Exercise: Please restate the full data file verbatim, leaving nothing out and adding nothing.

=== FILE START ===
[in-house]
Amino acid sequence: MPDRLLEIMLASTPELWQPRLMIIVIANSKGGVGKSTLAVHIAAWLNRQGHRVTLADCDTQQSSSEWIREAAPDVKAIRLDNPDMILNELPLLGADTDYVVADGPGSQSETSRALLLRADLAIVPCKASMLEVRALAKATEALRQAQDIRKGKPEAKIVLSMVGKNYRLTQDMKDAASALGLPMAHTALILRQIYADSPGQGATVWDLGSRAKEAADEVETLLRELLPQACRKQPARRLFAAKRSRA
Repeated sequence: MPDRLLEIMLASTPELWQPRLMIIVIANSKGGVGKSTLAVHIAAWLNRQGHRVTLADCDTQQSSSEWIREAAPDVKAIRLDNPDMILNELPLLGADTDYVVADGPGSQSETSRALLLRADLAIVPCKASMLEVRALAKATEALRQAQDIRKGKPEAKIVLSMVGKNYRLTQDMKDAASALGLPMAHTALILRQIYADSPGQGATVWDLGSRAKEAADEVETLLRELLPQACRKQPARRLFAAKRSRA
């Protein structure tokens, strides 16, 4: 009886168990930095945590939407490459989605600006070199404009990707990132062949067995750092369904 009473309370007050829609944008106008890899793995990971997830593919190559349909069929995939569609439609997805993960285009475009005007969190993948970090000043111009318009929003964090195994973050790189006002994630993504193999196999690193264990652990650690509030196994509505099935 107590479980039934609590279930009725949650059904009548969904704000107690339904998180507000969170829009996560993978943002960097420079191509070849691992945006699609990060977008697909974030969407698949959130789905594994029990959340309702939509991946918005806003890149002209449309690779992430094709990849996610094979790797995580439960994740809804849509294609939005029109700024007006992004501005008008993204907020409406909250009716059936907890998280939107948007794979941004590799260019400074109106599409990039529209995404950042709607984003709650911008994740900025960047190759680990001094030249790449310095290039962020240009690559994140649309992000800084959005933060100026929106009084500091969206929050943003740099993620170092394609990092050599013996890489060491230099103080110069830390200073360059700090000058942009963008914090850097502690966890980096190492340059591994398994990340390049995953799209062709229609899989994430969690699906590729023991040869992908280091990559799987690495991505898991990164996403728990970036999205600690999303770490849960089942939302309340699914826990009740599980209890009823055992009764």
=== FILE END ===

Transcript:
[in-house]
Amino acid sequence: MPDRLLEIMLASTPELWQPRLMIIVIANSKGGVGKSTLAVHIAAWLNRQGHRVTLADCDTQQSSSEWIREAAPDVKAIRLDNPDMILNELPLLGADTDYVVADGPGSQSETSRALLLRADLAIVPCKASMLEVRALAKATEALRQAQDIRKGKPEAKIVLSMVGKNYRLTQDMKDAASALGLPMAHTALILRQIYADSPGQGATVWDLGSRAKEAADEVETLLRELLPQACRKQPARRLFAAKRSRA
Repeated sequence: MPDRLLEIMLASTPELWQPRLMIIVIANSKGGVGKSTLAVHIAAWLNRQGHRVTLADCDTQQSSSEWIREAAPDVKAIRLDNPDMILNELPLLGADTDYVVADGPGSQSETSRALLLRADLAIVPCKASMLEVRALAKATEALRQAQDIRKGKPEAKIVLSMVGKNYRLTQDMKDAASALGLPMAHTALILRQIYADSPGQGATVWDLGSRAKEAADEVETLLRELLPQACRKQPARRLFAAKRSRA
């Protein structure tokens, strides 16, 4: 009886168990930095945590939407490459989605600006070199404009990707990132062949067995750092369904 009473309370007050829609944008106008890899793995990971997830593919190559349909069929995939569609439609997805993960285009475009005007969190993948970090000043111009318009929003964090195994973050790189006002994630993504193999196999690193264990652990650690509030196994509505099935 107590479980039934609590279930009725949650059904009548969904704000107690339904998180507000969170829009996560993978943002960097420079191509070849691992945006699609990060977008697909974030969407698949959130789905594994029990959340309702939509991946918005806003890149002209449309690779992430094709990849996610094979790797995580439960994740809804849509294609939005029109700024007006992004501005008008993204907020409406909250009716059936907890998280939107948007794979941004590799260019400074109106599409990039529209995404950042709607984003709650911008994740900025960047190759680990001094030249790449310095290039962020240009690559994140649309992000800084959005933060100026929106009084500091969206929050943003740099993620170092394609990092050599013996890489060491230099103080110069830390200073360059700090000058942009963008914090850097502690966890980096190492340059591994398994990340390049995953799209062709229609899989994430969690699906590729023991040869992908280091990559799987690495991505898991990164996403728990970036999205600690999303770490849960089942939302309340699914826990009740599980209890009823055992009764």